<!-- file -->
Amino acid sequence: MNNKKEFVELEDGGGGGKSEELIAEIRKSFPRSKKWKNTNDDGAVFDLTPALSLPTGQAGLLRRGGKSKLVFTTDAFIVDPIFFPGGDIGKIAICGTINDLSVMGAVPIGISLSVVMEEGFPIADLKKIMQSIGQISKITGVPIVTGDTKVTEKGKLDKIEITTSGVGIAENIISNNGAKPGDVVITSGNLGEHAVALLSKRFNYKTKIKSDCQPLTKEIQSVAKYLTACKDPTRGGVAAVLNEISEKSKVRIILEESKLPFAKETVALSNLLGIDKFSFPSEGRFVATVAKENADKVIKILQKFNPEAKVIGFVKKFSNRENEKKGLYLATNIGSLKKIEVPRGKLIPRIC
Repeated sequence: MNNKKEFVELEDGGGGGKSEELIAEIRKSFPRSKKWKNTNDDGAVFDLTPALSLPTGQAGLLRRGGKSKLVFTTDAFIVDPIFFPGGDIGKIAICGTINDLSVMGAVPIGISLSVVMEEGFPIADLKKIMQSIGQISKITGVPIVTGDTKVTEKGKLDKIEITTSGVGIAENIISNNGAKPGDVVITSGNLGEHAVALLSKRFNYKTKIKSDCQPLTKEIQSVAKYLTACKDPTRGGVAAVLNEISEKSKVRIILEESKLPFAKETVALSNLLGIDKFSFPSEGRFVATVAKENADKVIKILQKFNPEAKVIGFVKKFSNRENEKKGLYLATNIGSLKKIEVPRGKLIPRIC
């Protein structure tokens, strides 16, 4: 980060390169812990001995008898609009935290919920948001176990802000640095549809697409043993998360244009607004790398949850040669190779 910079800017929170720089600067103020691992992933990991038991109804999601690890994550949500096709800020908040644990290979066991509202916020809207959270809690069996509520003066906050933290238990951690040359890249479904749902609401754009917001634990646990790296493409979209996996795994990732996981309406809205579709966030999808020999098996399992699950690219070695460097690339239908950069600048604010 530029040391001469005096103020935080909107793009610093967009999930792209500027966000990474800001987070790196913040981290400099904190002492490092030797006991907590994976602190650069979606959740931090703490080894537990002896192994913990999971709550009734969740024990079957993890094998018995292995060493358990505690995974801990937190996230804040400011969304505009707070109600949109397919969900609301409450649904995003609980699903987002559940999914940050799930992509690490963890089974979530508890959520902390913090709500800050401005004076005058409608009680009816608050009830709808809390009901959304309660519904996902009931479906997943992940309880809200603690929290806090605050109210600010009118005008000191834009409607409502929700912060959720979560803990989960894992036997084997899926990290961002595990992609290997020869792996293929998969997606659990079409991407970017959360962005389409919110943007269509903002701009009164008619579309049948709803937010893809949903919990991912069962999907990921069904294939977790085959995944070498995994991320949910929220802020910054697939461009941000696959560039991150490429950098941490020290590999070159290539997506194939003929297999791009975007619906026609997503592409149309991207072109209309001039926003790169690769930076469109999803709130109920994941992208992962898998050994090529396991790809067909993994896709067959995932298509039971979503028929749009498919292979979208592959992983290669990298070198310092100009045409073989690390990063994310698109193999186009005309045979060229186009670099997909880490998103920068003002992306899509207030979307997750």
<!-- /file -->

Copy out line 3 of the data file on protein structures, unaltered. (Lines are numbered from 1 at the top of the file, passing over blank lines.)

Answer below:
């Protein structure tokens, strides 16, 4: 980060390169812990001995008898609009935290919920948001176990802000640095549809697409043993998360244009607004790398949850040669190779 910079800017929170720089600067103020691992992933990991038991109804999601690890994550949500096709800020908040644990290979066991509202916020809207959270809690069996509520003066906050933290238990951690040359890249479904749902609401754009917001634990646990790296493409979209996996795994990732996981309406809205579709966030999808020999098996399992699950690219070695460097690339239908950069600048604010 530029040391001469005096103020935080909107793009610093967009999930792209500027966000990474800001987070790196913040981290400099904190002492490092030797006991907590994976602190650069979606959740931090703490080894537990002896192994913990999971709550009734969740024990079957993890094998018995292995060493358990505690995974801990937190996230804040400011969304505009707070109600949109397919969900609301409450649904995003609980699903987002559940999914940050799930992509690490963890089974979530508890959520902390913090709500800050401005004076005058409608009680009816608050009830709808809390009901959304309660519904996902009931479906997943992940309880809200603690929290806090605050109210600010009118005008000191834009409607409502929700912060959720979560803990989960894992036997084997899926990290961002595990992609290997020869792996293929998969997606659990079409991407970017959360962005389409919110943007269509903002701009009164008619579309049948709803937010893809949903919990991912069962999907990921069904294939977790085959995944070498995994991320949910929220802020910054697939461009941000696959560039991150490429950098941490020290590999070159290539997506194939003929297999791009975007619906026609997503592409149309991207072109209309001039926003790169690769930076469109999803709130109920994941992208992962898998050994090529396991790809067909993994896709067959995932298509039971979503028929749009498919292979979208592959992983290669990298070198310092100009045409073989690390990063994310698109193999186009005309045979060229186009670099997909880490998103920068003002992306899509207030979307997750």